IBM and Chainyard are working to help alleviate some of the key challenges associated with supplier information management in a partnership that also involves Anheuser-Busch InBev, Cisco, GlaxoSmithKline, Lenovo, Nokia, Schneider Electric, and Vodafone. At the heart of the effort is IBM’s Blockchain Platform, which will serve as the foundation for improving supplier qualification, validation, onboarding, and lifecycle information management.
The Trust Your Supplier platform establishes a digital identity for suppliers that can be shared with any buyer on the network. For buyers, Trust Your Supplier provides immediate access, real time to updated and current supplier data; simplifies current technology and process; reduces supplier approval cycles; minimizes supplier risk; and ensures compliance.
Replacing Old Methods with Blockchain
Traditional methods of managing suppliers often involve cumbersome manual processes, which make it difficult to verify identities and track documents like ISO certifications, bank account information, tax certifications, and certificates of insurance throughout the lifecycle of a supplier, IBM notes in a press release. According to IBM, the Trust Your Supplier Network is currently in limited availability with existing partners with plans for commercial availability in the third quarter of this year.
“By using a decentralized approach and an immutable audit trail built on blockchain, Trust Your Supplier is designed to eliminate manual time-consuming processes and help reduce the risk of fraud and errors, ultimately creating frictionless connectivity across supply chains,” IBM adds, noting that by 2023, blockchain will support the global movement and tracking of $2 trillion of goods and services annually, according to Gartner.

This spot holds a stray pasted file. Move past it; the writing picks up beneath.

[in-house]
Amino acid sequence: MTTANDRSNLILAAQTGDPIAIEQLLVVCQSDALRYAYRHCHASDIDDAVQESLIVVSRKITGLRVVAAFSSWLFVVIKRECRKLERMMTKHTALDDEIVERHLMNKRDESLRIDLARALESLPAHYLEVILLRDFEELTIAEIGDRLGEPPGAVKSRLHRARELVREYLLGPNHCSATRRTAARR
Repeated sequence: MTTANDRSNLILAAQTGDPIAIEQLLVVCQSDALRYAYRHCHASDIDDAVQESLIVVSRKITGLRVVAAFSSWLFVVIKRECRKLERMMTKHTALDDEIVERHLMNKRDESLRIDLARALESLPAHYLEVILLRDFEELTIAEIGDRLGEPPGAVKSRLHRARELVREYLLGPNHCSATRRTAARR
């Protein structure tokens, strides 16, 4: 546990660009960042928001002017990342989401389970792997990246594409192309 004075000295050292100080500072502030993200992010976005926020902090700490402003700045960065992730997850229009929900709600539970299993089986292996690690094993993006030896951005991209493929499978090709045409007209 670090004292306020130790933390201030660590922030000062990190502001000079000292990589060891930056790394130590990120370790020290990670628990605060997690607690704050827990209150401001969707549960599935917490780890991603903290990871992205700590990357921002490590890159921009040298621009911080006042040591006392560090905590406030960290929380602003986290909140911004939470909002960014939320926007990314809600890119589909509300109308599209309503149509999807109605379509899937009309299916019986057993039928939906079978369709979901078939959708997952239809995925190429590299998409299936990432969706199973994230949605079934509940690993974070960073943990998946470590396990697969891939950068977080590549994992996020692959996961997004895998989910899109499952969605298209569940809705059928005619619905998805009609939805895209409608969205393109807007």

By creating a “digital passport” for supplier identity on the blockchain network, Trust Your Supplier lets suppliers share information with any permissioned buyer on the network.
Blockchain technology helps to create a permissioned based data sharing network, which could reduce the time and cost associated with qualifying, validating, and managing new suppliers. It could also help forge new business ties between suppliers and buyers.
Third-party validators, such as Dun & Bradstreet, EcoVadis and RapidRatings provide outside verification or audit capabilities directly on the network, IBM notes in its release. The blockchain network can also connect existing procurement business networks by relaying necessary supplier data required for exchanging purchase orders and invoices, without the need for suppliers to enter it in multiple different networks and automating on-boarding process to those networks.
For example, a large company looking to collaborate with a supplier first needs to make sure that supplier passes a series of background checks and verifications. These "compliance checks" look into aspects such as the supplier's legitimacy, its track record, risks, etc. "Most big companies do this themselves," Vodafone’s Ninian Wilson told Forbes.“In turn, suppliers then end up providing similar, or the same information to many [different] corporate organizations.”
Added Trust for Customers
In addition to simplifying processes for businesses, this new blockchain-based system may also provide added trust for end consumers. "Our end customers for Vodafone expect us to make sure, when we are buying goods and services from suppliers, that we do it in an ethical way to a high level of standards and compliance," Wilson told Forbes.
"This helps us assure our supply chain and our buying activity so we buy goods, products, and services from companies [that] have been through appropriate compliance checks,” Wilson continues, “so then our end customers can be assured that we're doing the right things with the right suppliers.”
IBM has over 18,500 suppliers around the world and will begin using the Trust Your Supplier network initially onboarding 4,000 of its own North American suppliers over the next few months, it said. IBM Procurement projects a 70% to 80% reduction in the cycle time to onboard new suppliers, with a potential 50% reduction in administrative costs within its own business.